exhaustion

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Related to exhaustions: lethargy

exhaustion

 [eg-zaws´chun]
1. a state of extreme mental or physical fatigue.
2. the state of being drained, emptied, consumed, or used up.
heat exhaustion see heat exhaustion.

ex·haus·tion

(eks-aw'chŭn),
1. Extreme fatigue; inability to respond to stimuli.
2. Removal of contents; using up of a supply of anything.
3. Extraction of the active constituents of a drug by treating with water, alcohol, or other solvent.
[L. ex-haurio, pp. -haustus, to draw out, empty]

exhaustion

/ex·haus·tion/ (eg-zaws´chun)
1. a state of extreme mental or physical fatigue.
2. the state of being drained, emptied, or consumed.

heat exhaustion  an effect of excessive exposure to heat, marked by subnormal body temperature with dizziness, headache, nausea, and sometimes delirium and/or collapse.

exhaustion

[igzôs′chən]
Etymology: L, exhaurire, to drain away
a state of extreme loss of physical or mental abilities caused by fatigue or illness.

exhaustion

A state of fatigue or physical consumption, pooped. See Secretory exhaustion.

ex·haus·tion

(eg-zaws'chŭn)
1. Extreme fatigue; inability to respond to stimuli.
2. Removal of contents; depletion of a supply of anything.
3. Extraction of the active constituents of a drug by treating with water, alcohol, or other solvent.
[L. ex-haurio, pp. -haustus, to draw out, empty]

fatigue

reduction in ability to sustain a physical or mental function as a consequence of the intensity and/or duration of the effort. Fatigue can last for periods ranging from a few tens of seconds to several days, its duration broadly correlating with that of the fatiguing activity, e.g. recovery from a 60 m sprint takes only a few minutes but few people would wish to run competitive marathons less than 7-10 days apart. See also central fatigue, glycogen, muscle fatigue.

ex·haus·tion

(eg-zaws'chŭn)
1. Extreme fatigue; inability to respond to stimuli.
2. Removal of contents; depletion of a supply of anything.
3. Extraction of the active constituents of a drug by treating with water, alcohol, or other solvent.
[L. ex-haurio, pp. -haustus, to draw out, empty]

exhaustion (egzôs´chən),

n the loss of vital and nervous power from fatigue or protracted disease.

exhaustion

privation of energy with consequent inability to respond to stimuli; lassitude.

heat exhaustion
an effect of excessive exposure to heat. See also heat exhaustion.
physical exhaustion
occurs most commonly in horses engaged in endurance or marathon events. Also in males engaged in territorial combats; bulls and boars are the usual combatants. There are some lacerations but exhaustion is the main problem. Manifested by lethargy, dehydration, hyperthermia, hyperpnea, tachycardia, muscle tremor and some muscle spasm, restlessness, anal relaxation, unwillingness to stand, fidgeting while down, pale cyanotic mucosa and poor capillary refill time.
exhaustion syndrome
in a fit horse normal levels of function in the cardiopulmonary system should be regained within 30 to 60 minutes of stopping work. This is unlikely with horses that are exhausted and which have the following clinical signs—lethargy, dehydration, hyperthermia, hyperpnea, tachycardia, muscle tremor, restlessness, relaxation of the anal sphincter, reluctance to stand, pale mucosa, poor capillary refill and a respiratory to cardiac rate ratio of greater than 2:1. Called also exhausted horse syndrome.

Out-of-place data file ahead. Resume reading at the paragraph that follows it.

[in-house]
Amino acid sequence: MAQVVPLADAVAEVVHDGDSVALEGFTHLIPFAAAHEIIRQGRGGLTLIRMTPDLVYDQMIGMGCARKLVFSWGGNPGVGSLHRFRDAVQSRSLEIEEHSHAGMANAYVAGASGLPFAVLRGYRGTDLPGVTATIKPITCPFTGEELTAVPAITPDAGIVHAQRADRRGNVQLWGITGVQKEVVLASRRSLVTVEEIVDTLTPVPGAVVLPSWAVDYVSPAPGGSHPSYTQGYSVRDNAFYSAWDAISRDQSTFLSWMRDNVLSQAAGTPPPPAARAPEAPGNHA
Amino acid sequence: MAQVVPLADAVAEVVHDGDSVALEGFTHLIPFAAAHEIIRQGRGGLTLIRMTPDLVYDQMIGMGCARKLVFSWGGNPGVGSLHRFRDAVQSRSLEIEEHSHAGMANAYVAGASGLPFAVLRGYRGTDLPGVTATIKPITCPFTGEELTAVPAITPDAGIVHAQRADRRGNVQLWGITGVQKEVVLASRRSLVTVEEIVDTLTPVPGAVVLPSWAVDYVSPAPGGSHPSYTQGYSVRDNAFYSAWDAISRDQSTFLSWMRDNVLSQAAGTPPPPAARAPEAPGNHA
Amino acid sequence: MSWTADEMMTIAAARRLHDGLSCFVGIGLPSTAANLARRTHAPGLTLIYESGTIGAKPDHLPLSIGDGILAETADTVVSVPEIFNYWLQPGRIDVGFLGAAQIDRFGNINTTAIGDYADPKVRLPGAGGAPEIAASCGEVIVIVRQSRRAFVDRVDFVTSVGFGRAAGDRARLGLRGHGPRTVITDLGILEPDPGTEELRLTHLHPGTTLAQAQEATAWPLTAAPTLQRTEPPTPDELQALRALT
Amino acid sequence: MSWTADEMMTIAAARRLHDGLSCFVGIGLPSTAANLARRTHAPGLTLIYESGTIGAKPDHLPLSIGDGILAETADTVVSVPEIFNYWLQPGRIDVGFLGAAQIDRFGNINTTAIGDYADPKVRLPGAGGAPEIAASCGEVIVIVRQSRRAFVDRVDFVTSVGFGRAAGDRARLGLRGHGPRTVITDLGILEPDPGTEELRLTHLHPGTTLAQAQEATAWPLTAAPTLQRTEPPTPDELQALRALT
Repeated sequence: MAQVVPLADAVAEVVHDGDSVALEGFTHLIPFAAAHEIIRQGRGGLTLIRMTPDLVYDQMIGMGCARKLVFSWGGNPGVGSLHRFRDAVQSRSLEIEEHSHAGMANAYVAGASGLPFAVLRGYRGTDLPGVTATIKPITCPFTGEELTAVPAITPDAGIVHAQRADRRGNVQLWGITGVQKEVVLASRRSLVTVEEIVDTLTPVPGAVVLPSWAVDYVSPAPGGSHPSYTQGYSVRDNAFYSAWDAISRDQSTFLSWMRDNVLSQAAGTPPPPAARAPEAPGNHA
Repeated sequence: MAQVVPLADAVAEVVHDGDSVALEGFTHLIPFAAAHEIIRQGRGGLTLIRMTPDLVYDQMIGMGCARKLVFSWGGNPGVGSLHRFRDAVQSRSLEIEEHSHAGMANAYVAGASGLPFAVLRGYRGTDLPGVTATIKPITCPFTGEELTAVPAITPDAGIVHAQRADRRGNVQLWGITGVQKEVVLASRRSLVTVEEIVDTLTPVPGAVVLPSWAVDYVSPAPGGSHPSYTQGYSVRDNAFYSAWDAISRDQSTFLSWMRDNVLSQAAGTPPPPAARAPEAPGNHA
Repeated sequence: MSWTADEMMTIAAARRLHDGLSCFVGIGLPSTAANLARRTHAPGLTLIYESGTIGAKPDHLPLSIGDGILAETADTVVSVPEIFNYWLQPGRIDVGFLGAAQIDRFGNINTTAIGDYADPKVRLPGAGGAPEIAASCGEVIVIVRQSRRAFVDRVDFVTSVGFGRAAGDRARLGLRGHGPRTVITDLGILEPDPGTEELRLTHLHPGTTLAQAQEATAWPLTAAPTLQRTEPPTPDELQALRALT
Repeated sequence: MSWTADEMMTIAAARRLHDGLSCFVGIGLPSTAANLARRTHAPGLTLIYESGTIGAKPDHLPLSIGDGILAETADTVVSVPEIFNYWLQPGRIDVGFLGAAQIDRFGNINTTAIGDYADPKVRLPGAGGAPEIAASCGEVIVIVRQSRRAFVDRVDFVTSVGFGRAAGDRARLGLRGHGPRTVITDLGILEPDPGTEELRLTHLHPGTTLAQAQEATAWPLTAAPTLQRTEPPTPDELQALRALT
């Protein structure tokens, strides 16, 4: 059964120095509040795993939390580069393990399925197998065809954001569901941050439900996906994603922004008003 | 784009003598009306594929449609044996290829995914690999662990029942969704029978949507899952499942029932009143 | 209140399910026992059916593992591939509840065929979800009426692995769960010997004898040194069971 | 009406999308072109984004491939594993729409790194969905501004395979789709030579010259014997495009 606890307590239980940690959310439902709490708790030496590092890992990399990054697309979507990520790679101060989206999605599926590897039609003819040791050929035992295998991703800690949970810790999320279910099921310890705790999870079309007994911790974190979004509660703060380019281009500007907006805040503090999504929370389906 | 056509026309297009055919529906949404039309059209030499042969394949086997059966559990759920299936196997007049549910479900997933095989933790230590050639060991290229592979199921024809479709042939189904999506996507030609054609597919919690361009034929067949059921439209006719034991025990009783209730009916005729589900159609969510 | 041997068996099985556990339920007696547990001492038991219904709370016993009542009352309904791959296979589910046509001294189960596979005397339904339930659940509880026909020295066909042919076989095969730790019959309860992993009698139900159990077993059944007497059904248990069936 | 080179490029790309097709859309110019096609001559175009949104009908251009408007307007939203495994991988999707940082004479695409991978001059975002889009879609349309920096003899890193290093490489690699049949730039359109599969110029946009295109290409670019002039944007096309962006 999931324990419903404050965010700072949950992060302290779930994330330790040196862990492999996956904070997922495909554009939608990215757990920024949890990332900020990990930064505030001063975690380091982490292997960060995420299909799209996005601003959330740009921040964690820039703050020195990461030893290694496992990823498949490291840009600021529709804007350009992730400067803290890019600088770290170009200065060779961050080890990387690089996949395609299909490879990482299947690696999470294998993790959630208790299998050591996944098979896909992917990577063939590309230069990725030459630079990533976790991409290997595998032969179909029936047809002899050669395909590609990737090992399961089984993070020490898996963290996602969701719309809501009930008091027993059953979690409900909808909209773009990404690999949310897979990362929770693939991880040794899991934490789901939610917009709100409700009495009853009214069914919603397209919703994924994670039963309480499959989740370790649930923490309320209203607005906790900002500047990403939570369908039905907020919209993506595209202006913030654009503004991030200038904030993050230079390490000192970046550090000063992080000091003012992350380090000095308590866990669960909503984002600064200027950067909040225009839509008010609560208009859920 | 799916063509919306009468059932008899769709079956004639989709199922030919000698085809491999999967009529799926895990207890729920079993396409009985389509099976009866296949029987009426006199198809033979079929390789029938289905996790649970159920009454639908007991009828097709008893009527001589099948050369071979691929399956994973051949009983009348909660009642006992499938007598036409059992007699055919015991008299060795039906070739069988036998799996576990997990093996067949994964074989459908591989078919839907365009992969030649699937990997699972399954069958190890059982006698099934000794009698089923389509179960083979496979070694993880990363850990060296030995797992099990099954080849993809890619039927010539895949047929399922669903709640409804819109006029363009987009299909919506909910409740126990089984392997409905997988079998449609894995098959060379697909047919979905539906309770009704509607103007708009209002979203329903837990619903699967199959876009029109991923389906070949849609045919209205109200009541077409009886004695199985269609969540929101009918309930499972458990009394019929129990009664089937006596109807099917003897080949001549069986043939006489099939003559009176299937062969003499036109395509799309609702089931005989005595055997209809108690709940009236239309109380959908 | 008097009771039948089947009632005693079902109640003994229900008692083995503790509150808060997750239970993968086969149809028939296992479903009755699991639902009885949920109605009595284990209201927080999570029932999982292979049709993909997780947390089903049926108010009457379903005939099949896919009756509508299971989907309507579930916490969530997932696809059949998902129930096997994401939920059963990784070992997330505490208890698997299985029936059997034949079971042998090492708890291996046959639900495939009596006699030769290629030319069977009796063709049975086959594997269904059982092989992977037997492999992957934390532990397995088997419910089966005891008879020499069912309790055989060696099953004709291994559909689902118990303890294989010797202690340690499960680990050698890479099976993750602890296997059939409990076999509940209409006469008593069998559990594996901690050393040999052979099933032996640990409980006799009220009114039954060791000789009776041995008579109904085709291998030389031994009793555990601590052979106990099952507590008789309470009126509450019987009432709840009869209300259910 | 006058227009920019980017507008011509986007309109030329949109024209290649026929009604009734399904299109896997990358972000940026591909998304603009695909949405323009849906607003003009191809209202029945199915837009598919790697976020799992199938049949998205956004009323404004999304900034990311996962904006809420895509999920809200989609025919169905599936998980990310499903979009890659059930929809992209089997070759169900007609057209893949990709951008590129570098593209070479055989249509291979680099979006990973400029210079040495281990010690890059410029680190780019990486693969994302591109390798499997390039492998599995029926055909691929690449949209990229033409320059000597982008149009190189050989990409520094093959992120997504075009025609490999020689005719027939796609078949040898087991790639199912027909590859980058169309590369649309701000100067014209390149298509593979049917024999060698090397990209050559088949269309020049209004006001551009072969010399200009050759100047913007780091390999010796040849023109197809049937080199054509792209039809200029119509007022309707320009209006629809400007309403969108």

Patient discussion about exhaustion

Q. what causes physical exhaustion

A. Many things may cause weakness, depending on the specific characteristics of the individual and the situation. Heart diseases (stable angina) may cause weakness, as well as anemia, metabolic disorders (potassium abnormalities etc.). Other situations such as chronic diseases may also cause weakness.

However, I'm not very keen on diagnosing things over the net, so consulting a professional (e.g. a doctor) may be wise.
You may read more here:
www.nlm.nih.gov/medlineplus/ency/article/003174.htm

Q. my boyfriend is always exhausted - he wakes up exhausted and just has no energy thro' out the day - help he doesn't sleep well and gets exhausted just lifting a few heavy boxes etc. He's 48 and carries a few extra pounds around the waistline, but in my view this should not contribute to his extreme exhaustion - he pants heavily after doing medial tasks. He's not physically active and has a desk job.

A. It sounds like your boyfriend has sleep apnea. He needs to have an overnight sleep study done to see how many times he awakens during the night. Its amazing how much it could be. If he is diagnosed as such, he would need to use a CPAP (continuous positive airway pressure) respirator which would force air into his lungs to keep his airways open. It just means that he has an obsructive airway which could in fact be due to the weight around the middle. If this be the diagnosis and treatment, he would awaken fully refreshed and energetic. It is worth the time and trouble! Good luck!

Q. Can stress really affect your health?? I’ve been having a stressed period at work in the past three months. I heard a lot of times:” don’t stress up-it’ll kill you eventually..” but is it physically true?

A. defenitely true, it's been proven that stress might cause gastrointestinal desorders.

More discussions about exhaustion